How the fat flies - understanding how whole body lipid metabolism is regulated using high throughput omics to provide mechanistic insight into obesity

Lead Research Organisation: University of Cambridge
Department Name: Biochemistry

Abstract

Theme: Bioscience for Health

This studentship represents a collaboration between the Griffin and Lilley labs in the Department of Biochemistry, the Russell lab in the Department of Genetics, the Cambridge Systems Biology Centre and the Steinbeck group at the European Bioinformatics Institute to investigate how the genome influences systemic lipid metabolism in flies, and in turn affects obesity and ageing at the whole organism level. Obesity is one of the major challenges affecting global health, and although associated with over-nutrition at a global level we know that an individual's genotype also influences their body composition. Furthermore, nutritional status strongly influences ageing in a variety of organisms, in particular through the TOR-AKT-insulin receptor signalling pathway, although the exact mechanisms have not been defined.

The student will initially collect data from whole genome screens in yeast and C. elegans to identify genes involved in lipid metabolism, and in particular the accumulation of excess lipid species.

Using the expertise of the Russell lab in fruit fly genetics, these genes will then be deleted in flies to examine how lipid metabolism is altered at the whole organism level and in fat bodies (the fly equivalent of adipose tissue). The deletion strains will be monitored for global phenotypic changes and in particular whole organism lipid content and rate of ageing. It is established across a range of model organisms including yeast, C. elegans, fruit flies and laboratory mice that there is an association between longevity and overall nutritional status, in part associated with AKT-TOR- insulin signalling. To further phenotype the fly models produced we will conduct a high throughput lipidomic and metabolomic screen within the Griffin group to identify changes in lipid metabolism, as well as core metabolic pathways including glycolysis, TCA cycle, amino acid metabolism and fatty acid oxidation/synthesis. These datasets will be used to cluster genes of similar function together, further defining the role a given gene plays in regulating core metabolism. We will also investigate how given perturbations in lipid metabolism influences the ageing process of the flies produced to have a better understanding how lipid metabolism interacts with the overall ageing process. Furthermore, to better understand the mechanisms associated with lipid accumulation in flies we will profile the proteome changes in the fat body of mutant flies using expertise in the Lilley lab in fly proteomics. Finally, data will be stored using databases developed at the EBI for poly-omic datasets. In addition the Steinbeck group at the EBI will provide expertise in data fusion to improve the interpretation of the datasets generated.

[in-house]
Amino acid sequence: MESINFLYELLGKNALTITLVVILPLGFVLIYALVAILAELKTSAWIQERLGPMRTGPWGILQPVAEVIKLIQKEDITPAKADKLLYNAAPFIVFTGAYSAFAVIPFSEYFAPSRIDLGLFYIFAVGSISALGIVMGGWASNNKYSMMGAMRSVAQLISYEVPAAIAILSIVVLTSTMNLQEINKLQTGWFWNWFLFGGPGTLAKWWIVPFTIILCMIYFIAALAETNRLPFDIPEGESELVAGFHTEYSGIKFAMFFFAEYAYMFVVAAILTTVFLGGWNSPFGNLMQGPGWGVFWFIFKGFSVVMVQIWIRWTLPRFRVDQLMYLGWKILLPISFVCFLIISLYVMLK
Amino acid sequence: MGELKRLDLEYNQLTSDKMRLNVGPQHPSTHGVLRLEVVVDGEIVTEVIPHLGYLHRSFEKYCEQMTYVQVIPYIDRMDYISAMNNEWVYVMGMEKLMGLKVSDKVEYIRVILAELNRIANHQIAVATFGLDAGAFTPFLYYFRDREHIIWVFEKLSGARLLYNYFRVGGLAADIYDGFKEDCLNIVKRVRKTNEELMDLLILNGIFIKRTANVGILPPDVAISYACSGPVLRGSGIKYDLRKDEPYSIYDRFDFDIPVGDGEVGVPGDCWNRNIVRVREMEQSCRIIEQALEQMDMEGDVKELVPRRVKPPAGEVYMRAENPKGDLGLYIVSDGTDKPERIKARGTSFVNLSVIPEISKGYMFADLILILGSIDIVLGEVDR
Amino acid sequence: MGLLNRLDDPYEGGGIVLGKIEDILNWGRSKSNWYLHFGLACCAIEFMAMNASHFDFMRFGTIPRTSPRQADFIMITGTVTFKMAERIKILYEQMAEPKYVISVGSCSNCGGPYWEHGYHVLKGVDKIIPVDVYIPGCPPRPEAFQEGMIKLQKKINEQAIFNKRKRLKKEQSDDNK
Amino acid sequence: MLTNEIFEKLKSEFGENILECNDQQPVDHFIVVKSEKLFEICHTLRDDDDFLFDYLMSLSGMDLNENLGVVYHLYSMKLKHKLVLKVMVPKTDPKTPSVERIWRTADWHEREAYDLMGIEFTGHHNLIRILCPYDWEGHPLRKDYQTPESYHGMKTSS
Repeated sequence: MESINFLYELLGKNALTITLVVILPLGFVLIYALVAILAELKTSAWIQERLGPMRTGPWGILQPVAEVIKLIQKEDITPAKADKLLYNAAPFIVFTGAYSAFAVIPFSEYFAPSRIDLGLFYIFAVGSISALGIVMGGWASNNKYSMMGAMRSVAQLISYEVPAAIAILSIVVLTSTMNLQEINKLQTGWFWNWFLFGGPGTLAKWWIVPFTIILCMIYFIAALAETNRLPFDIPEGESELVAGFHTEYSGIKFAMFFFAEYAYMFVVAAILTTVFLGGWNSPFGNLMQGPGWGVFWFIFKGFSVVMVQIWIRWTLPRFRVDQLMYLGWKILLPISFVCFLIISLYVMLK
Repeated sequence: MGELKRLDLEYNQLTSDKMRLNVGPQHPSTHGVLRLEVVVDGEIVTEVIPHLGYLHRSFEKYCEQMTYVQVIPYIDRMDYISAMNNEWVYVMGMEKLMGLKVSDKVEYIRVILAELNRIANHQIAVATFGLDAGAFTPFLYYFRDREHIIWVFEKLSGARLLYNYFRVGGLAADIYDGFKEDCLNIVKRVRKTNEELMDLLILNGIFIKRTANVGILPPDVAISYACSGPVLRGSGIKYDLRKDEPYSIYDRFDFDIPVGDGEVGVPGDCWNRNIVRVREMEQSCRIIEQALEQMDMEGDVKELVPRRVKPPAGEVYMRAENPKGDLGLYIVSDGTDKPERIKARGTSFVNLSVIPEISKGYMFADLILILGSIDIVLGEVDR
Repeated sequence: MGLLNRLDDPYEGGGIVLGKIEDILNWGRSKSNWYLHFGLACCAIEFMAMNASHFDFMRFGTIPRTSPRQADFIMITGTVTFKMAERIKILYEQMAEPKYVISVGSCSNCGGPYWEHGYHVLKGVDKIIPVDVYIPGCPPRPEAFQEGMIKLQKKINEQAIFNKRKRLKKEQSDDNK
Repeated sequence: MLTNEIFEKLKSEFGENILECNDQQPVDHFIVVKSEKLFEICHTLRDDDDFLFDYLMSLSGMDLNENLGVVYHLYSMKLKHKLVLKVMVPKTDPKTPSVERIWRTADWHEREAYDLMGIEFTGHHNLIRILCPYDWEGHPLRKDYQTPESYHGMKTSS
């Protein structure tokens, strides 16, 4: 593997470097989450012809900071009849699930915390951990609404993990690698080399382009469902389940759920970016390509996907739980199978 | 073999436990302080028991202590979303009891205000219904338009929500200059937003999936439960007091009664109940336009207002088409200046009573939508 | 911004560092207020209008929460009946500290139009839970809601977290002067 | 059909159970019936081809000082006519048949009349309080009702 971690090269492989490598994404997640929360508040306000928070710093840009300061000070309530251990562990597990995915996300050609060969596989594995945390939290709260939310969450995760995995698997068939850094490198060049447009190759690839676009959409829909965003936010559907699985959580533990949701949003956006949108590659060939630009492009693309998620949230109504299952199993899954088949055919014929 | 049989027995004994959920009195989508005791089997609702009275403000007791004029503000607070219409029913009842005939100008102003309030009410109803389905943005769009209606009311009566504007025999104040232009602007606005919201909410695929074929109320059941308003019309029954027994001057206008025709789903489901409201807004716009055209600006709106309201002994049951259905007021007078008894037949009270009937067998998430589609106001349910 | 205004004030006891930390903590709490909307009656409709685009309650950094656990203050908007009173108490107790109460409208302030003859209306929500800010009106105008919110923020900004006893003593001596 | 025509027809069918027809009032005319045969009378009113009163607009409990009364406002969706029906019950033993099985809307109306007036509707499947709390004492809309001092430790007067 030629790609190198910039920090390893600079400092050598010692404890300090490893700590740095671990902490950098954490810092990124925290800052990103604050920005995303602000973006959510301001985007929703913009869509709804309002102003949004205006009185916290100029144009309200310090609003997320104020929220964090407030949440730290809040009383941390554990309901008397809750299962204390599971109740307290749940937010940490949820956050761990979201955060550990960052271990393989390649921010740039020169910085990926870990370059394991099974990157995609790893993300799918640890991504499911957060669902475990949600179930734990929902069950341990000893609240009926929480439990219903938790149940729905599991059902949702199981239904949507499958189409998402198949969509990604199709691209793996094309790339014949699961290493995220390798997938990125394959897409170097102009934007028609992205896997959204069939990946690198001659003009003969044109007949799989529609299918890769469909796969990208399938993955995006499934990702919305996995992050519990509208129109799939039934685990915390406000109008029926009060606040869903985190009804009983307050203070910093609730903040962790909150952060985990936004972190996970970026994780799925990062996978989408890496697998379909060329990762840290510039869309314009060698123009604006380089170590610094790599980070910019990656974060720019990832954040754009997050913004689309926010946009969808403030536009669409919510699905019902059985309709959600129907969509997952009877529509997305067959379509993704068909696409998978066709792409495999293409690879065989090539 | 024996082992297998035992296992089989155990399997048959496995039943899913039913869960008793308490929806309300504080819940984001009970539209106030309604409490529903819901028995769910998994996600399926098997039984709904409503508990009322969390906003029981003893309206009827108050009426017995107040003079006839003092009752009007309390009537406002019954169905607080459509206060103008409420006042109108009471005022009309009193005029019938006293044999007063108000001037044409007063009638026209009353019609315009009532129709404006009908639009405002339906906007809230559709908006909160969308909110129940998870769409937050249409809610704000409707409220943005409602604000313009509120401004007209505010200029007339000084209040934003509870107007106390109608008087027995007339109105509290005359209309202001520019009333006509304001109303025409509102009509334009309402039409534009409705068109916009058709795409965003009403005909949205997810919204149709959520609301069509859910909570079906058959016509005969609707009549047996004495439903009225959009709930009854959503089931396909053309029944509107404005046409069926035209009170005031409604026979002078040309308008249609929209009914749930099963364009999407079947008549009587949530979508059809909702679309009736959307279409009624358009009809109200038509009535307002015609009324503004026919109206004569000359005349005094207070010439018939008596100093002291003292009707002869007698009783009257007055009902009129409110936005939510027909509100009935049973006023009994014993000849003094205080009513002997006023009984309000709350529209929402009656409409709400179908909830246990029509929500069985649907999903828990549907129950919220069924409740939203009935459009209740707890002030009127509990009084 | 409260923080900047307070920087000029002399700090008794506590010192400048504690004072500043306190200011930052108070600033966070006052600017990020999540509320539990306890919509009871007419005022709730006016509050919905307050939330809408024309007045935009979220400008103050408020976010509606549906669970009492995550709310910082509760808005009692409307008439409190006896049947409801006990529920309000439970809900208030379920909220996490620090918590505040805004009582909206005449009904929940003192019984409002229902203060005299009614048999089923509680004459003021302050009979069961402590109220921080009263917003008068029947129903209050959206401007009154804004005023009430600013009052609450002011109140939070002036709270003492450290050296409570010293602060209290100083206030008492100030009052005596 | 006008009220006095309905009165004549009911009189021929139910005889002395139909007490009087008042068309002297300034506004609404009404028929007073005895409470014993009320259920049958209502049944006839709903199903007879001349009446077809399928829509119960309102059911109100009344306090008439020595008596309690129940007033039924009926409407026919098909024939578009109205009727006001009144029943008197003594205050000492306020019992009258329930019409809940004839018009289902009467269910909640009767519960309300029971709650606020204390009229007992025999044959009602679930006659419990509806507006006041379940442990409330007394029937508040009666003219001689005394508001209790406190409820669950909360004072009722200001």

This studentship addresses the response mode priorities of the BBSRC of 'data driven biology', 'food, nutrition and health', 'systems approaches to the biosciences' and 'healthy ageing across the life course.' The project also addresses a vulnerable skills area by providing training in new ways of working in biological sciences (-omic sciences and bioinformatics), the project is interdisciplinary bringing together wet lab '-omic' skills alongside the dry lab expertise of the EBI, and the project addresses the recent research highlight of 'mechanistic research in nutrition.'

Publications

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Studentship Projects

Project Reference Relationship Related To Start End Student Name
BB/M011194/1 01/10/2015 30/09/2023
1804743 Studentship BB/M011194/1 01/10/2016 30/09/2020 Maria Ouvarova